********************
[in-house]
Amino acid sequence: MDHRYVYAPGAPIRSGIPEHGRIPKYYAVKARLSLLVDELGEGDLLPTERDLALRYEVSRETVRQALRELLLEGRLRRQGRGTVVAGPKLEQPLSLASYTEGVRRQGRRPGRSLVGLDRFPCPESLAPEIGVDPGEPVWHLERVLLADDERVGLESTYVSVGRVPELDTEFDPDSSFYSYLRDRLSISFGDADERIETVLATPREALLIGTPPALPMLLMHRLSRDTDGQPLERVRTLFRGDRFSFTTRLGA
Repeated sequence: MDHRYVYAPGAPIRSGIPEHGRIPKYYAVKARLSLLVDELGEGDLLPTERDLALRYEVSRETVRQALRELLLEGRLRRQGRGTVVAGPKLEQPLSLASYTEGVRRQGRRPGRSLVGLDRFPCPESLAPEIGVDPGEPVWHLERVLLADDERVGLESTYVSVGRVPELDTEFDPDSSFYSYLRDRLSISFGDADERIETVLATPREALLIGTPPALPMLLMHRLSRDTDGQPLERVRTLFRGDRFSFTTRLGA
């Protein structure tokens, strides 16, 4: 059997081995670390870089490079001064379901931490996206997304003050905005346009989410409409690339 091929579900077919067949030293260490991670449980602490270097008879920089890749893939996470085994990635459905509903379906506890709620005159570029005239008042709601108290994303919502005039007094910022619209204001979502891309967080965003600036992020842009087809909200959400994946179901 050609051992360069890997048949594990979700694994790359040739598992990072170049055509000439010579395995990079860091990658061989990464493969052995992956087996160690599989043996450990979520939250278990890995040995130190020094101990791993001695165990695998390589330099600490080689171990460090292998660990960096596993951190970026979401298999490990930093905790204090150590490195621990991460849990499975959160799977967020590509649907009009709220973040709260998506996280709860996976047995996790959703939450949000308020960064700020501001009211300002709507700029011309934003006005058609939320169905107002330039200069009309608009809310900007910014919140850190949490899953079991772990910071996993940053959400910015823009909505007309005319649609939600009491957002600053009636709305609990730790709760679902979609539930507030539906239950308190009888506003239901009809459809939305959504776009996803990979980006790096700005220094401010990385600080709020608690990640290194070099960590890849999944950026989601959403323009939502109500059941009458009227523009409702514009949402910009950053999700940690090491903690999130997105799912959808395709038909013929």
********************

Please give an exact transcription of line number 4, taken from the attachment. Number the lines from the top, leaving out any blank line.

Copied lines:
């Protein structure tokens, strides 16, 4: 059997081995670390870089490079001064379901931490996206997304003050905005346009989410409409690339 091929579900077919067949030293260490991670449980602490270097008879920089890749893939996470085994990635459905509903379906506890709620005159570029005239008042709601108290994303919502005039007094910022619209204001979502891309967080965003600036992020842009087809909200959400994946179901 050609051992360069890997048949594990979700694994790359040739598992990072170049055509000439010579395995990079860091990658061989990464493969052995992956087996160690599989043996450990979520939250278990890995040995130190020094101990791993001695165990695998390589330099600490080689171990460090292998660990960096596993951190970026979401298999490990930093905790204090150590490195621990991460849990499975959160799977967020590509649907009009709220973040709260998506996280709860996976047995996790959703939450949000308020960064700020501001009211300002709507700029011309934003006005058609939320169905107002330039200069009309608009809310900007910014919140850190949490899953079991772990910071996993940053959400910015823009909505007309005319649609939600009491957002600053009636709305609990730790709760679902979609539930507030539906239950308190009888506003239901009809459809939305959504776009996803990979980006790096700005220094401010990385600080709020608690990640290194070099960590890849999944950026989601959403323009939502109500059941009458009227523009409702514009949402910009950053999700940690090491903690999130997105799912959808395709038909013929």